A few days ago, the Mariners designated Chone Figgins for assignment. In short, it basically means Figgins will not be returning to Seattle. The AL West team figures to be unable to deal the veteran, as the rest of the league knows that they can approach Figgins as a free agent once the 10 day window is up for designated players.
Since the roster move by Seattle, there has been very little rumors regarding Figgins. The Angels and Rays are a couple of teams to have been named, due to connections such as prior team and hometown, respectively. However no rumors as of yet have really taken on legs of their own.
Figgins was signed to a large multi year deal after his outstanding 2009 season that include a career high .395 OBP, 42 stolen bases, and a MLB leading 101 walks. But the former Angel ended up being a disastrous free agent bust in Seattle. His time as a Mariner ended with a batting average of .181, .262 OBP, and just four stolen bases, his lowest base swiping total since his debut cup of coffee in 2002. Figgins only appeared in 66 games and it does not take a rocket scientist to see why the Mariners cut ties with the veteran, despite having to eat his 2013 salary.
Enter the Cubs and Theo Epstein. Figgins is a textbook case of a veteran with a history of some level of success that is looking for a bounce back season. At age 34, defensively versatile Figgins figures to want to try to hook on with a contending team and a chance to gain one thing that money cannot buy: a championship ring.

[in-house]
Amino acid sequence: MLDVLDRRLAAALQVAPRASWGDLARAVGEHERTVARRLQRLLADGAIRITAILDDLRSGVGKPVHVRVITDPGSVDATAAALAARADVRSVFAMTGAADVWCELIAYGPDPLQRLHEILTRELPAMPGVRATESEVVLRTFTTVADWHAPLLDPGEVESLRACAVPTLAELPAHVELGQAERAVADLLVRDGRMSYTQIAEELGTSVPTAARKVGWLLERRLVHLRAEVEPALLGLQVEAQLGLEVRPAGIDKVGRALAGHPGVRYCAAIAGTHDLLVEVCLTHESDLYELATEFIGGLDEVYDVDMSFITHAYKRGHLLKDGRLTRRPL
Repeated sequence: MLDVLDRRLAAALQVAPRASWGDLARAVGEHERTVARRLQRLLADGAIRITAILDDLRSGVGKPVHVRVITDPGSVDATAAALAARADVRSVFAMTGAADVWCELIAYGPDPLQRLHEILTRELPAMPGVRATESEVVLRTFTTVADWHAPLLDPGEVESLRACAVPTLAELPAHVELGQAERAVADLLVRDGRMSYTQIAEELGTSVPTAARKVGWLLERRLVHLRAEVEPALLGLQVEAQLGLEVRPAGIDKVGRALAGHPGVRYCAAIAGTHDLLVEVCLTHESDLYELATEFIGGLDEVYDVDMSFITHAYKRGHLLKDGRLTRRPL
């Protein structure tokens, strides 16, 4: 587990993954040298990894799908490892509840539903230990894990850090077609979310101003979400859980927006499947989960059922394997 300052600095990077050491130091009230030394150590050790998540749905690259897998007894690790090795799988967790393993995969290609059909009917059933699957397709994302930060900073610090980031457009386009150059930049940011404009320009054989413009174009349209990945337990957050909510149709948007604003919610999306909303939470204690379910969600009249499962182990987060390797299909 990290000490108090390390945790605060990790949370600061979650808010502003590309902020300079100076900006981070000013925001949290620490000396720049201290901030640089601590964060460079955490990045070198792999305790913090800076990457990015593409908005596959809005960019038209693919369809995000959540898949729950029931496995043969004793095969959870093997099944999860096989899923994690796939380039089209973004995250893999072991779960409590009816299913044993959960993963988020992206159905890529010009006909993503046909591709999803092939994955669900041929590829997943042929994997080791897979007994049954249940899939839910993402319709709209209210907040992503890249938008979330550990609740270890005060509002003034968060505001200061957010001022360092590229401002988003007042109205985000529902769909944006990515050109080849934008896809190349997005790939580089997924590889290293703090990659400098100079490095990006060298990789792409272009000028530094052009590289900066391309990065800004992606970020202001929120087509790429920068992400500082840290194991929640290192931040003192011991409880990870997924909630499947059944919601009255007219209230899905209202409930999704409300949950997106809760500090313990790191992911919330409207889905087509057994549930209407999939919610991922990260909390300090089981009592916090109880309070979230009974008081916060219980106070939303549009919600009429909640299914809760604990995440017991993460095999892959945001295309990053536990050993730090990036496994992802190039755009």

Figgins certainly does not figure to be cost prohibitive for a team that is planning to compete in 2013, but climbing on to the 25 man roster come Opening Day will certainly be the steepest on a playoff contender that figures to be rounding out their bench. It may actually be more beneficial for Figgins to consider playing for a low tier team such as the Cubs. The goal would be to create a win win scenario come the July 2013 trade deadline.
The ex Mariner has experience at third base, and that is certainly a position of need for the Cubs currently. Epstein would sell Figgins on the fact that the veteran would be given a fair shot to win the job. The speedy switch hitter would also plug the Cubs needs at lead off, as he would be a more speed oriented option compared to current option David DeJesus.
Epstein and Jed Hoyer would also need to have a hand shake agreement to deal Figgins at the trade deadline if contending teams came knocking, assuming a bounce back season of course. That best case scenario would potentially net the Cubs a prospect or two to continue with the stocking of the farm system that the Cubs front office is diligently working to upgrade.
Even a bad season from Figgins that mirrors his last two would not be a loss for a Cubs team looking to tread water at best next season. The team would have bought time to see how Ian Stewart returns to health or how Josh Vitters progresses. With incentive laden deals a running theme in Cubs free agent deals so far this off season, a $1 to $2 million one year deal with incentives would figure to be competitive on the open market for Figgins.
At the very least the front office and Cubs fans should give a frigging for Figgins this hot stove season. Heck, the Cubs are still giving Stewart a chance. The team might as well hedge their bets.